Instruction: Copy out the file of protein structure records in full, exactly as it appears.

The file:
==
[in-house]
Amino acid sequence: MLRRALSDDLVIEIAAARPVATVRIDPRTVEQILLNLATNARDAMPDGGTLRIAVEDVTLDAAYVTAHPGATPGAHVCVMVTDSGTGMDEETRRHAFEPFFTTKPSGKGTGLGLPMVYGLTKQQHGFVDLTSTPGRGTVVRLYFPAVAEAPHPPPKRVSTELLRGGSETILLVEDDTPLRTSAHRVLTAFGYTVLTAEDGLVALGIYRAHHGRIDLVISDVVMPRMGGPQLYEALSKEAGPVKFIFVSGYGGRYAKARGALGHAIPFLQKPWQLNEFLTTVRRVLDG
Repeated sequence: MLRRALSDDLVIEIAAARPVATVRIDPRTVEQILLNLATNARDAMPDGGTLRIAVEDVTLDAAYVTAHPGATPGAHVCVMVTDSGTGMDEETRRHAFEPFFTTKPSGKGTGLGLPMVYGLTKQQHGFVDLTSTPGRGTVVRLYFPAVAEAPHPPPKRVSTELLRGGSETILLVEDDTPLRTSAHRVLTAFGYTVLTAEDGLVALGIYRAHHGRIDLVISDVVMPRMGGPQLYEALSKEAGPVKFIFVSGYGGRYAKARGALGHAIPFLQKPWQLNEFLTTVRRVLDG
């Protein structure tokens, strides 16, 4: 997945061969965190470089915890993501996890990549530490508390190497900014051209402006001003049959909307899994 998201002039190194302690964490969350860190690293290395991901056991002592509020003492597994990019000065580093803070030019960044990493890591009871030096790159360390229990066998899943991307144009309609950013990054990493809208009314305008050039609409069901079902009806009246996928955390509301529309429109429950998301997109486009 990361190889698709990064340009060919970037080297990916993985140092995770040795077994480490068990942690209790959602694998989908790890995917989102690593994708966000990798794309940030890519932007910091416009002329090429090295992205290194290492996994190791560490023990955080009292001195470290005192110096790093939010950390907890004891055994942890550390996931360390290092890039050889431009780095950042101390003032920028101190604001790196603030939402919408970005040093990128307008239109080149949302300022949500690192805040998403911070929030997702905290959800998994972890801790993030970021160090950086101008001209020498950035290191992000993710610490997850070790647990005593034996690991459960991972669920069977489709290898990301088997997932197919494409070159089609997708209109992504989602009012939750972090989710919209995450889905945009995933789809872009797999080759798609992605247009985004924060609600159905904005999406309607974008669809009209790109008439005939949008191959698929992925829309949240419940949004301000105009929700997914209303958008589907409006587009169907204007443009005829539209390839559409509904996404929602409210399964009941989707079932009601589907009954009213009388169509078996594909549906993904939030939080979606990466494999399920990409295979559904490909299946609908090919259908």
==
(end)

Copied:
[in-house]
Amino acid sequence: MLRRALSDDLVIEIAAARPVATVRIDPRTVEQILLNLATNARDAMPDGGTLRIAVEDVTLDAAYVTAHPGATPGAHVCVMVTDSGTGMDEETRRHAFEPFFTTKPSGKGTGLGLPMVYGLTKQQHGFVDLTSTPGRGTVVRLYFPAVAEAPHPPPKRVSTELLRGGSETILLVEDDTPLRTSAHRVLTAFGYTVLTAEDGLVALGIYRAHHGRIDLVISDVVMPRMGGPQLYEALSKEAGPVKFIFVSGYGGRYAKARGALGHAIPFLQKPWQLNEFLTTVRRVLDG
Repeated sequence: MLRRALSDDLVIEIAAARPVATVRIDPRTVEQILLNLATNARDAMPDGGTLRIAVEDVTLDAAYVTAHPGATPGAHVCVMVTDSGTGMDEETRRHAFEPFFTTKPSGKGTGLGLPMVYGLTKQQHGFVDLTSTPGRGTVVRLYFPAVAEAPHPPPKRVSTELLRGGSETILLVEDDTPLRTSAHRVLTAFGYTVLTAEDGLVALGIYRAHHGRIDLVISDVVMPRMGGPQLYEALSKEAGPVKFIFVSGYGGRYAKARGALGHAIPFLQKPWQLNEFLTTVRRVLDG
């Protein structure tokens, strides 16, 4: 997945061969965190470089915890993501996890990549530490508390190497900014051209402006001003049959909307899994 998201002039190194302690964490969350860190690293290395991901056991002592509020003492597994990019000065580093803070030019960044990493890591009871030096790159360390229990066998899943991307144009309609950013990054990493809208009314305008050039609409069901079902009806009246996928955390509301529309429109429950998301997109486009 990361190889698709990064340009060919970037080297990916993985140092995770040795077994480490068990942690209790959602694998989908790890995917989102690593994708966000990798794309940030890519932007910091416009002329090429090295992205290194290492996994190791560490023990955080009292001195470290005192110096790093939010950390907890004891055994942890550390996931360390290092890039050889431009780095950042101390003032920028101190604001790196603030939402919408970005040093990128307008239109080149949302300022949500690192805040998403911070929030997702905290959800998994972890801790993030970021160090950086101008001209020498950035290191992000993710610490997850070790647990005593034996690991459960991972669920069977489709290898990301088997997932197919494409070159089609997708209109992504989602009012939750972090989710919209995450889905945009995933789809872009797999080759798609992605247009985004924060609600159905904005999406309607974008669809009209790109008439005939949008191959698929992925829309949240419940949004301000105009929700997914209303958008589907409006587009169907204007443009005829539209390839559409509904996404929602409210399964009941989707079932009601589907009954009213009388169509078996594909549906993904939030939080979606990466494999399920990409295979559904490909299946609908090919259908």